One of the most stunning images from the flyby revealed wispy white clouds and a mysterious dark spot moving across the face of the planet. The way the image was processed turned Neptune a shade of brilliant azure blue that was much darker and more saturated than the planet’s actual color. Although astronomers noted at the time that this was an “enhanced” view, the image spread quickly without that caveat, and became the public’s de facto picture of Neptune. The azure image is still in use today, even by NASA.
Image processors have tried to correct the planet’s color over the years, as in this Voyager 2 image of Uranus and Neptune:
It turns out that Neptune is probably even paler than in the above image. The Irwin study’s reprocessed version of the planet makes it almost as light as Uranus:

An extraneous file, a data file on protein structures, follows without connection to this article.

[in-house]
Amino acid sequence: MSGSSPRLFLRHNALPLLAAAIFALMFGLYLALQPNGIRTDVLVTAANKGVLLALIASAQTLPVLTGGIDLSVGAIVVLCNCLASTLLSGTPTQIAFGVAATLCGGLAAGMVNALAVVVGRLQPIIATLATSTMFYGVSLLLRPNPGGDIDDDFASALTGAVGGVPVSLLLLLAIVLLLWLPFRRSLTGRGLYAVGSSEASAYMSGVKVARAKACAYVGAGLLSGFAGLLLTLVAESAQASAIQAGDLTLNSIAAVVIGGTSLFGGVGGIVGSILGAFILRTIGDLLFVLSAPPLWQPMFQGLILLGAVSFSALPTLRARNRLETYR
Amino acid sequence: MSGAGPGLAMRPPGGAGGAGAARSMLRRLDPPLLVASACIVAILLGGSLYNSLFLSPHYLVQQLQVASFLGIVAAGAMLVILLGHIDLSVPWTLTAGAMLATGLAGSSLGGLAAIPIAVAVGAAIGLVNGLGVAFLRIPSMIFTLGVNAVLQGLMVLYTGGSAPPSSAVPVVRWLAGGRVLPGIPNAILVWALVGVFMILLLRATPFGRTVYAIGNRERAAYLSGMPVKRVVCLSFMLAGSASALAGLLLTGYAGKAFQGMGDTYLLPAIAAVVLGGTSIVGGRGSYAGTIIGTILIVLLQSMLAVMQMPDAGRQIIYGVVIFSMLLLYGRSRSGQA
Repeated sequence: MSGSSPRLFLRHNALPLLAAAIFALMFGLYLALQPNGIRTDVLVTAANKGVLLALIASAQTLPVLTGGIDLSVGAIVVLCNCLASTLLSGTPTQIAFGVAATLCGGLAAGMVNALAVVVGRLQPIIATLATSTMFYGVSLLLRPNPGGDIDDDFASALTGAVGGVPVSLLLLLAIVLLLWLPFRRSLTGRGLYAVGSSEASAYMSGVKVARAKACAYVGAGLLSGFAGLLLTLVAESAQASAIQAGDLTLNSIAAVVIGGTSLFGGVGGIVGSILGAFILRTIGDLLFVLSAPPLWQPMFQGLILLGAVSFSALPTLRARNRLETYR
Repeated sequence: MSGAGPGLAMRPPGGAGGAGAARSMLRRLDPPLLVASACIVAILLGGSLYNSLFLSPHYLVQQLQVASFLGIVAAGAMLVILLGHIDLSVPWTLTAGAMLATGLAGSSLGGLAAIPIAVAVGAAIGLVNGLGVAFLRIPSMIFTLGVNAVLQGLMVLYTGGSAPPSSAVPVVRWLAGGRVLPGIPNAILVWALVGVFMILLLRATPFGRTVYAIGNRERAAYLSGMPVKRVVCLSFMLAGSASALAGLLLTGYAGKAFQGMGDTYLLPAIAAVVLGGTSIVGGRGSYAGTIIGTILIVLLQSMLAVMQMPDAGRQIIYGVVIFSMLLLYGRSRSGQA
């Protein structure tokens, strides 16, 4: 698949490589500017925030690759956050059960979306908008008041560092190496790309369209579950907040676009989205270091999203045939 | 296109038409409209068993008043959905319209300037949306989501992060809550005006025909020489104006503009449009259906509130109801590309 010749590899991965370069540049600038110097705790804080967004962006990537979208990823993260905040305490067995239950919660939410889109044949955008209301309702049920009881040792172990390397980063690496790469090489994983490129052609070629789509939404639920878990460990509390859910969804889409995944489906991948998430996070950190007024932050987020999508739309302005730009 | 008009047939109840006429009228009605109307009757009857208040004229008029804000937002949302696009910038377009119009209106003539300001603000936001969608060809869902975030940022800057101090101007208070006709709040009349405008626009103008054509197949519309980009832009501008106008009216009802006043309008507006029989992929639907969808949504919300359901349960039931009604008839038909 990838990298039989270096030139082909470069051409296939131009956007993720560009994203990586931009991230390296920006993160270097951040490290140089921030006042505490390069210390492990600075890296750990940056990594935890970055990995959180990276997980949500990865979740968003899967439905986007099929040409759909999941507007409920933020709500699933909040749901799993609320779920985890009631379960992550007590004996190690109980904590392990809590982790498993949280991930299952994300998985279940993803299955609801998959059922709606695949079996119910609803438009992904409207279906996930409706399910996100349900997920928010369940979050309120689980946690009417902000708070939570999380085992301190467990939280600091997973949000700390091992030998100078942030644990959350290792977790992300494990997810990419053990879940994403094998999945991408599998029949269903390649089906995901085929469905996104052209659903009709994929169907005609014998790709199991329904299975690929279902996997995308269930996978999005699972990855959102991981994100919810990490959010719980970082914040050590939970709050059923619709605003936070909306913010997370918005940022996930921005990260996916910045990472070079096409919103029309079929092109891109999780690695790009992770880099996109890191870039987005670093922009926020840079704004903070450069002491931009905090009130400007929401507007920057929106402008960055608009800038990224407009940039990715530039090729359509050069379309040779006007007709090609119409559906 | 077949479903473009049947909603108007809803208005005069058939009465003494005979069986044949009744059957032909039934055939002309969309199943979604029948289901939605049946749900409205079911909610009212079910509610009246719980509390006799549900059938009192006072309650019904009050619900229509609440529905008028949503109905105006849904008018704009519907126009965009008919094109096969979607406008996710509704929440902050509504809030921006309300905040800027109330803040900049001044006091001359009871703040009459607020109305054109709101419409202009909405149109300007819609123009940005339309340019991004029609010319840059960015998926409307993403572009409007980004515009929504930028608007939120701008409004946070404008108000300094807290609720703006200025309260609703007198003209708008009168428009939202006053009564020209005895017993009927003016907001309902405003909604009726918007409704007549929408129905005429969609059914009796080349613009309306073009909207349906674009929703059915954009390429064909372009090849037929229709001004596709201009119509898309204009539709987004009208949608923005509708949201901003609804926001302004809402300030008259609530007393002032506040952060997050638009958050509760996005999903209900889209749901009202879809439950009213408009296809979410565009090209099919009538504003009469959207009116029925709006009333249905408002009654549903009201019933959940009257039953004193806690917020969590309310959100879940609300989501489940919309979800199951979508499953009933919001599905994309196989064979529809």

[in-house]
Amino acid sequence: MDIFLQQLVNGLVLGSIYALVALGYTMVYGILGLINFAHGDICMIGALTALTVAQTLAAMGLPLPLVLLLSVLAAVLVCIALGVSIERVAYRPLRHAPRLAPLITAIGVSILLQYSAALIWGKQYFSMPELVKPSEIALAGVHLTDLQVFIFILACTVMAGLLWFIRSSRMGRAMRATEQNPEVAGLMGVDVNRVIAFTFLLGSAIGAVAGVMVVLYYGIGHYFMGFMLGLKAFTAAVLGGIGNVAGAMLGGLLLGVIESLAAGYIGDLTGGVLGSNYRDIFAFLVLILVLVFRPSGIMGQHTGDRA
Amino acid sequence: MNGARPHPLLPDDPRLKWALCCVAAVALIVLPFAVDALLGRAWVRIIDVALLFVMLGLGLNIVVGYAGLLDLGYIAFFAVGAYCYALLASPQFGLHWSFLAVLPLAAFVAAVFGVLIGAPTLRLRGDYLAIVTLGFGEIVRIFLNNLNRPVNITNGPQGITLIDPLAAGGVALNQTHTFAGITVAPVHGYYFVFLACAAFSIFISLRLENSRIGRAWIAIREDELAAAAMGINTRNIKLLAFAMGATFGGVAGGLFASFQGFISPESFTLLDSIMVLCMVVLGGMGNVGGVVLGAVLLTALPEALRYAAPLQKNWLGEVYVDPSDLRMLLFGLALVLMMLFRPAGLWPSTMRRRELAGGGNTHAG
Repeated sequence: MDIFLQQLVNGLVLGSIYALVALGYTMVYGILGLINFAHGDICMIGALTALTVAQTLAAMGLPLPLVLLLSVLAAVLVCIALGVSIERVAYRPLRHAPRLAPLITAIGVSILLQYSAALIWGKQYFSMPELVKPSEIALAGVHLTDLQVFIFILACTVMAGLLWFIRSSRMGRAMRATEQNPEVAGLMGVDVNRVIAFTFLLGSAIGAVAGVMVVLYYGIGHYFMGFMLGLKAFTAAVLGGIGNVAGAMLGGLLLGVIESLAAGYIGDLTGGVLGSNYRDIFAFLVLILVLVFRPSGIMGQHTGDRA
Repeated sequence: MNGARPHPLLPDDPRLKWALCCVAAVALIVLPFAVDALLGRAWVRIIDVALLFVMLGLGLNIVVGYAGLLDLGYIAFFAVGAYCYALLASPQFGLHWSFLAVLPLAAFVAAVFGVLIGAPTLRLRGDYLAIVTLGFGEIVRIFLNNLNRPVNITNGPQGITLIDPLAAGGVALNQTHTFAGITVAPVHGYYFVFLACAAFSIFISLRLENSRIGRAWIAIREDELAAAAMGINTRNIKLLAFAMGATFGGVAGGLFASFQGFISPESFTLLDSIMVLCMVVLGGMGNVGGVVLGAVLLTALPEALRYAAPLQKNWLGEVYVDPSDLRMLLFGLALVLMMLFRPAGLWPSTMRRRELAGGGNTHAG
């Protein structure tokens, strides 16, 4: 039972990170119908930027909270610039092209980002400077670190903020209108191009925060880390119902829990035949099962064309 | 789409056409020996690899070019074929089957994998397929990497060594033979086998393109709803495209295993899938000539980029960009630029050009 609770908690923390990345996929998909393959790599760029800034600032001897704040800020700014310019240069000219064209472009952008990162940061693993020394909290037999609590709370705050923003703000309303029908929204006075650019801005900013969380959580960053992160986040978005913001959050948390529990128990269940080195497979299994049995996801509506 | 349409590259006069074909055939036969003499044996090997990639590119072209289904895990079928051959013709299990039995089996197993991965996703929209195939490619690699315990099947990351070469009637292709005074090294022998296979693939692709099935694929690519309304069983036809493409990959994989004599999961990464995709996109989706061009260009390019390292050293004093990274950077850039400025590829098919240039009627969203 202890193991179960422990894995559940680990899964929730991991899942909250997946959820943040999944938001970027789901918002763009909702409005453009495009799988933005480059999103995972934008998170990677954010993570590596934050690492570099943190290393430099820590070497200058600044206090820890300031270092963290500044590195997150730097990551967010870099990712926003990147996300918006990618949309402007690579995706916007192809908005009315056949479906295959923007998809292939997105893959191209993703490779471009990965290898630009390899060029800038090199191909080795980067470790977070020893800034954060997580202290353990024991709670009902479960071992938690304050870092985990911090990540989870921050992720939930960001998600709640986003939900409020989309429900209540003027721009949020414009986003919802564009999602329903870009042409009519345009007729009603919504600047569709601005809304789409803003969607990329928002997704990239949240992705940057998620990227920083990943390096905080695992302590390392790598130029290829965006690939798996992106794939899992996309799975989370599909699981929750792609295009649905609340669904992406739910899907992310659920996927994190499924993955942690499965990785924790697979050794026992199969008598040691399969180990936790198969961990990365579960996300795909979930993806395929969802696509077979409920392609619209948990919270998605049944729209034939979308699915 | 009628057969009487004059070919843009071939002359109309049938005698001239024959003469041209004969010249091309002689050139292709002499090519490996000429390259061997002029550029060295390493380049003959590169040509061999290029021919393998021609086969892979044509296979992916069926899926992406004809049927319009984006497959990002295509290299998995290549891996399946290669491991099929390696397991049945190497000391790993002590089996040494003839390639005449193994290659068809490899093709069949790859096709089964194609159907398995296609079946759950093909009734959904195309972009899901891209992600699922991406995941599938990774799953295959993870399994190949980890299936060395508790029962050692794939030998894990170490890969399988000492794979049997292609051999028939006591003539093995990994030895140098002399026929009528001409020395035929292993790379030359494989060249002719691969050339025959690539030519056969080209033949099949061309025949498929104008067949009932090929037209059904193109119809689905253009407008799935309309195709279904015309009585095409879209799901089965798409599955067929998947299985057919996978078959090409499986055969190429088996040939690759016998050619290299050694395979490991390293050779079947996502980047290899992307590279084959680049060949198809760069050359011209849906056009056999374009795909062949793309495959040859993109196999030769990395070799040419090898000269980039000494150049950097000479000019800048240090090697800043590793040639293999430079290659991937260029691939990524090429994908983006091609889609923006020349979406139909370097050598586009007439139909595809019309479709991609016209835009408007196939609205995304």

Another factor affecting our perception of Neptune’s color is its extreme distance from the Sun. In Earth-based telescopes, the faint sunlight out at the edge of the Solar System, and the fact that Neptune appears half the size of Uranus, combine to make Neptune seem to look a bit bluer than the Irwin comparison above.
The only way to know for sure what Neptune and other worlds look like would be to see them with our own eyes. In the meantime, we will continue to rely on our robotic ambassadors to show us close approximations. Because each person sees color slightly differently, space images give us our own personal view of the Cosmos to cherish and enjoy.